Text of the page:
Computer Music 9:
Getting around iTunes
We’ve much to go in our series. So far, we’ve managed to get our music copied (ripped) into iTunes, and now we have a few more tasks ahead. We can look forward to:
• Managing the library
• Adding missing cover art and information
• Dealing with multiple artist compilations
• How to remote control iTunes from a tablet
• How to make iTunes sound good
Let’s spend time today learning how to move around iTunes and set the interface up so it’s friendly to us Audiophiles!
First, a quick rant.
When iTunes first launched, and for a long time afterwards, the interface (the bit you interact with) was pretty easy to figure out. And more importantly, it was built as quite a nice music management system. That is no longer true. Many have said “Apple’s lost its way” and that is why the interface now is less than optimal.
Here’s my take.
Apple hasn’t lost its way, in fact, they’re focusing more and more on it. The problem is, their way isn’t ours, nor are their goals. At first, the company’s task was to build a wonderfully easy way to play music on a computer and interact with their seminal music player, the iPod–all revolutionary stuff back in 2001 (a Music Odyssey?). However, it is clear that from the beginning, their purpose in pouring gazillions of development dollars into building a free music management system wasn’t for any reason other than to make money. And there’s nothing wrong with that.
It’s what they should be doing. How does Apple make money? Selling you hardware and software. iTunes’ main purpose is to get you to buy music and movies from them. I buy/rent most of my movies from them because the video quality is second to none of the streaming services I have tried. But music? Never. They don’t have the same standards I do for quality, when it comes to music.
End of rant.
When iTunes first opens it’s going to be confusing. No worries. The first screen you’ll see is their enticement to buy music. But it’s easy to leave this screen and head straight to the music. Once you’ve done this, iTunes remembers and the next time you open it, will be the same place you left off. Here’s what the opening screen looks like:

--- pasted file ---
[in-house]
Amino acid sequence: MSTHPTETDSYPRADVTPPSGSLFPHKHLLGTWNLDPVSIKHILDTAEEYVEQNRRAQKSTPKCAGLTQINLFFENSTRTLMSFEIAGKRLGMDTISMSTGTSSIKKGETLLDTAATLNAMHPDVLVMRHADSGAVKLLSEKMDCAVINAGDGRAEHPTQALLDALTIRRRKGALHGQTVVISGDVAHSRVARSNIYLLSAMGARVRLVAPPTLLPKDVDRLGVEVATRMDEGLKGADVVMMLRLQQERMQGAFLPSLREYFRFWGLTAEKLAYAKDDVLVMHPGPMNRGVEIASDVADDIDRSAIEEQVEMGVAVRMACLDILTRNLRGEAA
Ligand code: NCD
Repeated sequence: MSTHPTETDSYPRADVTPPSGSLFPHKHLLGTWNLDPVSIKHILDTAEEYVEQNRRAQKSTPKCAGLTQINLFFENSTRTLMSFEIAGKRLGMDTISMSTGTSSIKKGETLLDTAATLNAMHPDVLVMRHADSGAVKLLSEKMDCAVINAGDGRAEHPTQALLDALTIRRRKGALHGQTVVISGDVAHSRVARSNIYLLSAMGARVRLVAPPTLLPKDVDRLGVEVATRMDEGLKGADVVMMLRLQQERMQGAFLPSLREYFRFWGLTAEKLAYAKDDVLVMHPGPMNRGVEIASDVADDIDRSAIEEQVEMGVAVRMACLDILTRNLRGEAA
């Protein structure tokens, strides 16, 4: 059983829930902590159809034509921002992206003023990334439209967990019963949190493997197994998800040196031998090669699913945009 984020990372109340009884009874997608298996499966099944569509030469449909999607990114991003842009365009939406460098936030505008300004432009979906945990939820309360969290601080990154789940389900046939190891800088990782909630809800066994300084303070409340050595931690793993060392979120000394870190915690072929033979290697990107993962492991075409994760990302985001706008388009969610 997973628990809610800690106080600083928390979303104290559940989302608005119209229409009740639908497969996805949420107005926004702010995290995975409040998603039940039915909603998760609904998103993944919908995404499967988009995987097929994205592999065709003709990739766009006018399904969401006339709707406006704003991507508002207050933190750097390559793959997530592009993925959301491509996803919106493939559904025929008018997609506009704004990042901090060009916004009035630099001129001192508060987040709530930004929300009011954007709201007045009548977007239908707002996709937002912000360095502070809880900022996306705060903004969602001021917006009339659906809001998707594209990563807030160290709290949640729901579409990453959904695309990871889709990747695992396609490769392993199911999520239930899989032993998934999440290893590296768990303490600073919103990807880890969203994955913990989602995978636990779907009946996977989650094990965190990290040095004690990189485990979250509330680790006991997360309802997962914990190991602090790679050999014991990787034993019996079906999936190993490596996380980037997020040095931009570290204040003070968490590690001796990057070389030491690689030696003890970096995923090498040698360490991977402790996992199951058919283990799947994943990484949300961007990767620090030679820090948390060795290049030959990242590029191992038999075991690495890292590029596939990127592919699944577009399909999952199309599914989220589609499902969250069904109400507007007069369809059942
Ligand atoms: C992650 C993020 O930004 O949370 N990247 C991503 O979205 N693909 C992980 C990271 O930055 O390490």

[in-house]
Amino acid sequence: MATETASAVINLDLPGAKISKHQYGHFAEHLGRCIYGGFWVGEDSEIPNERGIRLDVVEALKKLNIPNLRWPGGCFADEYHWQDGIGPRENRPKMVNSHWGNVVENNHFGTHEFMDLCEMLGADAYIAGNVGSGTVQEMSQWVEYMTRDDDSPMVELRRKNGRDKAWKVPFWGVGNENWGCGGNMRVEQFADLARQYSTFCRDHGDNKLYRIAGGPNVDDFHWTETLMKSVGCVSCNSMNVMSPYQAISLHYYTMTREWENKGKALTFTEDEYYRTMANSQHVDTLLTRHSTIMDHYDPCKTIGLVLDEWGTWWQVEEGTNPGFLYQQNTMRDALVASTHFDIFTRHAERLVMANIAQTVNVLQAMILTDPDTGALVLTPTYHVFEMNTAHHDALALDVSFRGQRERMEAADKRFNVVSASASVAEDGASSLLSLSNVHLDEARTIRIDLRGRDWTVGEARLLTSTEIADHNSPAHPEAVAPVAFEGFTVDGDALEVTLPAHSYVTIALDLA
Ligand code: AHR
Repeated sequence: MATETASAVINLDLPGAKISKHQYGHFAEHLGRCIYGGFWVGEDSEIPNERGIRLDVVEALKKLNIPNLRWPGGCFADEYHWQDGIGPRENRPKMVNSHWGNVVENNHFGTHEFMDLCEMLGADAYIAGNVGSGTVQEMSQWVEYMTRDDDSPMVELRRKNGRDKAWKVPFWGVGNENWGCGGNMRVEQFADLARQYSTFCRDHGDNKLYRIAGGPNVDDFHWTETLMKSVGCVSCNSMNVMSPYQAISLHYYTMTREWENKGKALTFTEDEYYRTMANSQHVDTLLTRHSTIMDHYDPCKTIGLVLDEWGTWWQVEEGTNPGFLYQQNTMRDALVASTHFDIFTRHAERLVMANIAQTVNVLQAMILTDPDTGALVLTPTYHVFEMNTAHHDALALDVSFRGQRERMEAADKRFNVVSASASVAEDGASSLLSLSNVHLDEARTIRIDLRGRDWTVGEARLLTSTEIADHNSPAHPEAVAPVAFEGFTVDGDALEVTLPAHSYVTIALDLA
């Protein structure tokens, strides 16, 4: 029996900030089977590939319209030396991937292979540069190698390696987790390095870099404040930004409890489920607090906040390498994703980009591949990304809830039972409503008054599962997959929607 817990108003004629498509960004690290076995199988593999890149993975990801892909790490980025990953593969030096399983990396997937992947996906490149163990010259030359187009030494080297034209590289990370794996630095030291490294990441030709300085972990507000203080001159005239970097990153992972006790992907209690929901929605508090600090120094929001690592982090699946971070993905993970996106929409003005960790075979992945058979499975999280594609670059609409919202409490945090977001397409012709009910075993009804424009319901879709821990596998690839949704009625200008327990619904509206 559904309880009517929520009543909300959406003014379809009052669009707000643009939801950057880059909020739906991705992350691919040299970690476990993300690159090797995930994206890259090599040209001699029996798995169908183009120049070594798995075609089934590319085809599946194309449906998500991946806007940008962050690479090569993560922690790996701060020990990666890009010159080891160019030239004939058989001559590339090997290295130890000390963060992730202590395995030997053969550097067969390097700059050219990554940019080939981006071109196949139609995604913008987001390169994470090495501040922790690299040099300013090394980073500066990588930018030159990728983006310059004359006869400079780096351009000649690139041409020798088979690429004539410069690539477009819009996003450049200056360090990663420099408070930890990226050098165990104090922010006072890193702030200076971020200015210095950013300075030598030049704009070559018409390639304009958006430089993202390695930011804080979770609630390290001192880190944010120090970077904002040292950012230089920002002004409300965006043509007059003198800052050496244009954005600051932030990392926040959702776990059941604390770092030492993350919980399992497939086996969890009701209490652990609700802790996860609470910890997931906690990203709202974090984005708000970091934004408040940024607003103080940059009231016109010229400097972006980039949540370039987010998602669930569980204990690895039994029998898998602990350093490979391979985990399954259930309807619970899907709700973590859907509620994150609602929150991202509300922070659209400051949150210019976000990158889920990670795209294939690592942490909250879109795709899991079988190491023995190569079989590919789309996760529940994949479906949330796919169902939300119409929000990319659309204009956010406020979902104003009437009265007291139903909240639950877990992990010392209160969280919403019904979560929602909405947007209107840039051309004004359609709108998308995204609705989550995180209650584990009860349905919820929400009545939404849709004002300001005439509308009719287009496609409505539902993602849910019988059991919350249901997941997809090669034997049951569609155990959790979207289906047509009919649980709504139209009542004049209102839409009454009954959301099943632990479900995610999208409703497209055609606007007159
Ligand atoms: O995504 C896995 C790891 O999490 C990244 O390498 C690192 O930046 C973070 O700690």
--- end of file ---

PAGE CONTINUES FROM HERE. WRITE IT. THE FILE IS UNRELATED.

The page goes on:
Just above where “Holiday” appears you see a menu. I added some arrows to help. The menu item highlighted in blue is where you are. iTunes. To the far left, My Music, is where you want to be. Click My Music and the screen changes to this:
Now we’re getting somewhere. This is the Album view. If you have musical notes, instead of album art, like I do in some places, fear not. We’ll get to that tomorrow. Next, we will want to go to the Song view (or list view). On the far right, where the arrow points, click to see the view changes possible.
Select Songs and now you see this:
This is the list of all your songs and also what albums they come from. You’ll need to spend time here organizing your library. But notice something missing? There’s no real information of value here. Right? So, let’s fix that. See the header below the menu items? Where it lists: Name, Time, Artist, Albums, Genre, Plays? Place your mouse in one of the empty slots in that same row and right click to get a wonderful new menu.
You can add or subtract any of the info you want. Just click on any item and it will be added or subtracted. You have to do it one at a time. Once you have all of them selected, your listview looks very much different. If you don’t like the order they appear in, simply click and hold on any of the categories in the header you wish moved, and drag it to it’s new location. For example, I moved Album Artist next the Artist. Here’s what mine now looks like.
See? I have added a lot, including bit rate, file type (Kind), Sample Rate, and importantly, Date Added. I’ll explain why that’s important later. There’s much more you can add, if you wish, but this should be a good starting point
Today’s Takeaway: spend a few moments familiarizing yourself with the user interface of iTunes and set it up like I have.